Prior to 1990, with no reliable test licensed to screen blood donations for HCV, the risk of transmission from blood transfusion was 1:200 according to CDC. Improvements in test accuracy have reduced these risks dramatically so that current repeat donor screening tests based on nucleic acid amplification technology are associated with a less than a 1:1.6 million risk of transfusion-related transmission of HCV (Ref. 9). Even though transfusion of HCV-infected blood components is no longer one of the primary ways people acquire the infection, HCV can still go undetected in blood collected from donors during the window period before screening tests can detect the presence of the virus. Because 70 to 75 percent of HCV infections are asymptomatic, if recipients of blood products at increased risk of HCV transmission become infected, most would not show any symptoms of the infection for several years and would not know to seek treatment in the early stages of the infection.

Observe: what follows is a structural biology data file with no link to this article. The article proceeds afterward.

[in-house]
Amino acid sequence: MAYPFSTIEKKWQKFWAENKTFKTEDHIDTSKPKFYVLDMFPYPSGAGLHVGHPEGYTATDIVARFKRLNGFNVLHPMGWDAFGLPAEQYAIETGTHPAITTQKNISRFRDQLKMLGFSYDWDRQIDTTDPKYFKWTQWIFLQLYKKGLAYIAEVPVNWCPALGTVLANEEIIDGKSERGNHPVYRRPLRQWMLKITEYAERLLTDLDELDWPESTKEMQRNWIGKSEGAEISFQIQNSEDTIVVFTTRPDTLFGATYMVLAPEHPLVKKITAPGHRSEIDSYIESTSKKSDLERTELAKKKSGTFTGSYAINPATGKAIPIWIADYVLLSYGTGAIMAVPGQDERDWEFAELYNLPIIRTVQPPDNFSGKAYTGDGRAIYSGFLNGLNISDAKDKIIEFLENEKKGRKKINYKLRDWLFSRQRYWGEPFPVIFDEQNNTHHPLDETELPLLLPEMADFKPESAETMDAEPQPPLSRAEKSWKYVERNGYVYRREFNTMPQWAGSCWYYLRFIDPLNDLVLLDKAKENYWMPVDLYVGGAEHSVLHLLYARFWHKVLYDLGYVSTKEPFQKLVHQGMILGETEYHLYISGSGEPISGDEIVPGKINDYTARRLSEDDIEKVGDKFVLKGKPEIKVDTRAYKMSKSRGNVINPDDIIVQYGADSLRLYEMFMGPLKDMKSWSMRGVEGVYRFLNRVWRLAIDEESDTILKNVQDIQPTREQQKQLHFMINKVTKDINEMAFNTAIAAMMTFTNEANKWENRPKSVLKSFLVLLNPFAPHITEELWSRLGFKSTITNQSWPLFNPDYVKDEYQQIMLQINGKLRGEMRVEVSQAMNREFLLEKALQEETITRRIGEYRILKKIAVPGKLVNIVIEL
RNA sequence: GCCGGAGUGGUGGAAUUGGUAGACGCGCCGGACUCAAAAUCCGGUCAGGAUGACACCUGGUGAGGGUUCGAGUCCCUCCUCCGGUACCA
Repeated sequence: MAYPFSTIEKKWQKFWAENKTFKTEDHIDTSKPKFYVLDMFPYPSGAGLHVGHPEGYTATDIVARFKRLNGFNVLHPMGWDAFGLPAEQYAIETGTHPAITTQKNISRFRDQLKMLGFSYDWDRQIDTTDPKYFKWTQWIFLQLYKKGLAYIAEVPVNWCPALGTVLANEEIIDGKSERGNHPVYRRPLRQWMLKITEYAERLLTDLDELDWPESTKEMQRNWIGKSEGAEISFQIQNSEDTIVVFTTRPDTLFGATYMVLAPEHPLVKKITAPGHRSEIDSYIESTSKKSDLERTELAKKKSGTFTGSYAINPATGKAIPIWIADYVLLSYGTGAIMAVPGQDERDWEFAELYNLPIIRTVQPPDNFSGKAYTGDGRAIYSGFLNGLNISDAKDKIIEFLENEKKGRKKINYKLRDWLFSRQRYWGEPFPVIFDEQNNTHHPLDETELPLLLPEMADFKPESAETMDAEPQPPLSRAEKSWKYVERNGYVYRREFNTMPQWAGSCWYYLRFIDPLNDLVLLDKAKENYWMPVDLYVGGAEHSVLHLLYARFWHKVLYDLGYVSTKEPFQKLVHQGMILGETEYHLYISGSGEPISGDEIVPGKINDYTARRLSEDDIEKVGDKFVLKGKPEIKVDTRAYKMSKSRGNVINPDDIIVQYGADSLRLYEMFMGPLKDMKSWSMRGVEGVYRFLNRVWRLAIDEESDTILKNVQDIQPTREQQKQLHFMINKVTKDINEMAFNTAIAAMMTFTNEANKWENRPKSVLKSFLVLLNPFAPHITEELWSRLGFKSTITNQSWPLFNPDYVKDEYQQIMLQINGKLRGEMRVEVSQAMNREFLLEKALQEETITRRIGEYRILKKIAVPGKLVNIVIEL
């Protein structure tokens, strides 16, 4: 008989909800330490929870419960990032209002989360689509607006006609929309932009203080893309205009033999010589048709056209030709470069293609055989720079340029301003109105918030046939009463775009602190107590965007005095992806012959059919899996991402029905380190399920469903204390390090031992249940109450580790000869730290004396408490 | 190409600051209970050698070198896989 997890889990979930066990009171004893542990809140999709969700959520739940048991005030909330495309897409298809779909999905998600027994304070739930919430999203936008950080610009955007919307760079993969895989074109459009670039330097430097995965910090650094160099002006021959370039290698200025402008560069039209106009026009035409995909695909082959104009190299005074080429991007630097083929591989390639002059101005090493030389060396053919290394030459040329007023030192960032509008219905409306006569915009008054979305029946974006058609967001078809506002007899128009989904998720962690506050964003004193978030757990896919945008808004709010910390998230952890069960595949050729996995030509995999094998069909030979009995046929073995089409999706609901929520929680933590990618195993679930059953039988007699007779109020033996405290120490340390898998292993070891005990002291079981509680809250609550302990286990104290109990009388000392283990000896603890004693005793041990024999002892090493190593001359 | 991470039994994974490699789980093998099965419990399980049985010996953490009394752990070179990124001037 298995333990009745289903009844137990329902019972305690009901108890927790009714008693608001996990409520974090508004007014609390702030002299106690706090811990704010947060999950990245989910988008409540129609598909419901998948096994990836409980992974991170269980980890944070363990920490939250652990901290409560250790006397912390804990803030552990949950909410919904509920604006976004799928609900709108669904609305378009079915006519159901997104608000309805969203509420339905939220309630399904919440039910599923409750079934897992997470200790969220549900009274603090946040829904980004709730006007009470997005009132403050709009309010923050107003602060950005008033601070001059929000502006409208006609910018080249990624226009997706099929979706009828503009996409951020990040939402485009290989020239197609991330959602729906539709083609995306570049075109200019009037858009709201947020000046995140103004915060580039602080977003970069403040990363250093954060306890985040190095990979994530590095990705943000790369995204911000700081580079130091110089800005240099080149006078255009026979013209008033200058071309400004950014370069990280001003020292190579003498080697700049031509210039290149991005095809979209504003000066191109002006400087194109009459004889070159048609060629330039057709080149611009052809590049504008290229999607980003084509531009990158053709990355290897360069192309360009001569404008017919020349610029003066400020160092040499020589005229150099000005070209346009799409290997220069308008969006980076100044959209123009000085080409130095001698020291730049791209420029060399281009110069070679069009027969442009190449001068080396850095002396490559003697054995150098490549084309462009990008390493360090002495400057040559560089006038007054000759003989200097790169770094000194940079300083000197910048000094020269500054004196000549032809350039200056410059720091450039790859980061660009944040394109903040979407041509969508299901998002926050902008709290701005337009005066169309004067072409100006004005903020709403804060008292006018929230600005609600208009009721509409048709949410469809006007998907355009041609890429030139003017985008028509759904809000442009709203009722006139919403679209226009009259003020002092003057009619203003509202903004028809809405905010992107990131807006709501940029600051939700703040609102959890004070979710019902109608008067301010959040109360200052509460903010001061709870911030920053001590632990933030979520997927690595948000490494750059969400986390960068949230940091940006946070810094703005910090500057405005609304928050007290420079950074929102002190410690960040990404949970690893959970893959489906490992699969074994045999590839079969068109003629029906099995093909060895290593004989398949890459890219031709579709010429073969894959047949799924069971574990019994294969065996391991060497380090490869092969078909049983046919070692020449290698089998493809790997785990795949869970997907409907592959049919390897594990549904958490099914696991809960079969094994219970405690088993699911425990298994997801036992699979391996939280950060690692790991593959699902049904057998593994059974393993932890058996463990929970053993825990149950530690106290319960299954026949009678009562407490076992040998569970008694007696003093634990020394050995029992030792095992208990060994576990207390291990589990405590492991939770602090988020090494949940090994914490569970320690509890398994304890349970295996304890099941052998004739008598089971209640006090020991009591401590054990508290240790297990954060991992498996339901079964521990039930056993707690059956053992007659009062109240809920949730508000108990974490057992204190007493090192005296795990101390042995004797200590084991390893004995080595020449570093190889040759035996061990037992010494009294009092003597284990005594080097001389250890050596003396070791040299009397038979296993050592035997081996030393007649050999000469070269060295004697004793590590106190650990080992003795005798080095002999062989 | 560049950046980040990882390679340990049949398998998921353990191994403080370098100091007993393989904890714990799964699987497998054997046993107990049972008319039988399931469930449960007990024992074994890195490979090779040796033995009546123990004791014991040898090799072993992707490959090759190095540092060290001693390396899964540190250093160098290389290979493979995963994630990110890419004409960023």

Once information becomes available that blood from an infected donor may have entered the blood supply, it is medically ethical to inform identified transfusion recipients of their HCV risk. Timely notification of possible HCV infection gives recipients the chance to be tested and, if infected, obtain treatment and counseling, and take preventive measures to avoid transmitting HCV to others. When treatment is initiated early in an infection, the best and most cost effective outcomes are achieved. For example, Bennett and others showed that the years of life gained and cost effectiveness of interferon-alpha2b treatment decreased as the age of the patient increased, from 3.1 years at $500 per year of life extended (YLE) for 20-year-old patients to 22 days at $62,000 per YLE for 70-year-old patients (Ref. 10). Moreover, because HCV infection may be associated with chronic liver disease, cirrhosis and hepatocellular carcinoma, an informed recipient can take steps to protect his or her liver function, such as decreasing or eliminating alcohol consumption and carefully monitoring the hepatic effects of any prescription or over-the-counter drugs and herbal supplements.